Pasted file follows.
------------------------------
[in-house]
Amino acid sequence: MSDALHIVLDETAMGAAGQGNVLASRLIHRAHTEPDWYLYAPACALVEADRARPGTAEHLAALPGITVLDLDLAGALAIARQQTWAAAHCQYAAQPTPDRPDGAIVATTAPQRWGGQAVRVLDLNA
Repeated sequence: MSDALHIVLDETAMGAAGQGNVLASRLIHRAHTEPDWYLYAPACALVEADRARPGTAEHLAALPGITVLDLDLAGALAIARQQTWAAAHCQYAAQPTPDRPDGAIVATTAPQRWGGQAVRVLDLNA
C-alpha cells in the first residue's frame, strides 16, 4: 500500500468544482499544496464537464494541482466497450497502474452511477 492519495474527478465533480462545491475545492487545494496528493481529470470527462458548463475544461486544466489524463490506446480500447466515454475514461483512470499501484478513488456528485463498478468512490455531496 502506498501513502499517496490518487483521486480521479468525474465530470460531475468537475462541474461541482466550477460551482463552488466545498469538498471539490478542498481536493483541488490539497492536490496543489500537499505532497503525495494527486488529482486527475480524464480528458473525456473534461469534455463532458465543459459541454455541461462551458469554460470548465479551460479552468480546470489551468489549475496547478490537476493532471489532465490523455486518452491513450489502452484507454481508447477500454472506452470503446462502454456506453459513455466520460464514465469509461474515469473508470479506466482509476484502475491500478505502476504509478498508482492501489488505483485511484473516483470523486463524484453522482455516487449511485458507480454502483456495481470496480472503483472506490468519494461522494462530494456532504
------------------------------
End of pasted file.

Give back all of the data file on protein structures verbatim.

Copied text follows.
[in-house]
Amino acid sequence: MSDALHIVLDETAMGAAGQGNVLASRLIHRAHTEPDWYLYAPACALVEADRARPGTAEHLAALPGITVLDLDLAGALAIARQQTWAAAHCQYAAQPTPDRPDGAIVATTAPQRWGGQAVRVLDLNA
Repeated sequence: MSDALHIVLDETAMGAAGQGNVLASRLIHRAHTEPDWYLYAPACALVEADRARPGTAEHLAALPGITVLDLDLAGALAIARQQTWAAAHCQYAAQPTPDRPDGAIVATTAPQRWGGQAVRVLDLNA
C-alpha cells in the first residue's frame, strides 16, 4: 500500500468544482499544496464537464494541482466497450497502474452511477 492519495474527478465533480462545491475545492487545494496528493481529470470527462458548463475544461486544466489524463490506446480500447466515454475514461483512470499501484478513488456528485463498478468512490455531496 502506498501513502499517496490518487483521486480521479468525474465530470460531475468537475462541474461541482466550477460551482463552488466545498469538498471539490478542498481536493483541488490539497492536490496543489500537499505532497503525495494527486488529482486527475480524464480528458473525456473534461469534455463532458465543459459541454455541461462551458469554460470548465479551460479552468480546470489551468489549475496547478490537476493532471489532465490523455486518452491513450489502452484507454481508447477500454472506452470503446462502454456506453459513455466520460464514465469509461474515469473508470479506466482509476484502475491500478505502476504509478498508482492501489488505483485511484473516483470523486463524484453522482455516487449511485458507480454502483456495481470496480472503483472506490468519494461522494462530494456532504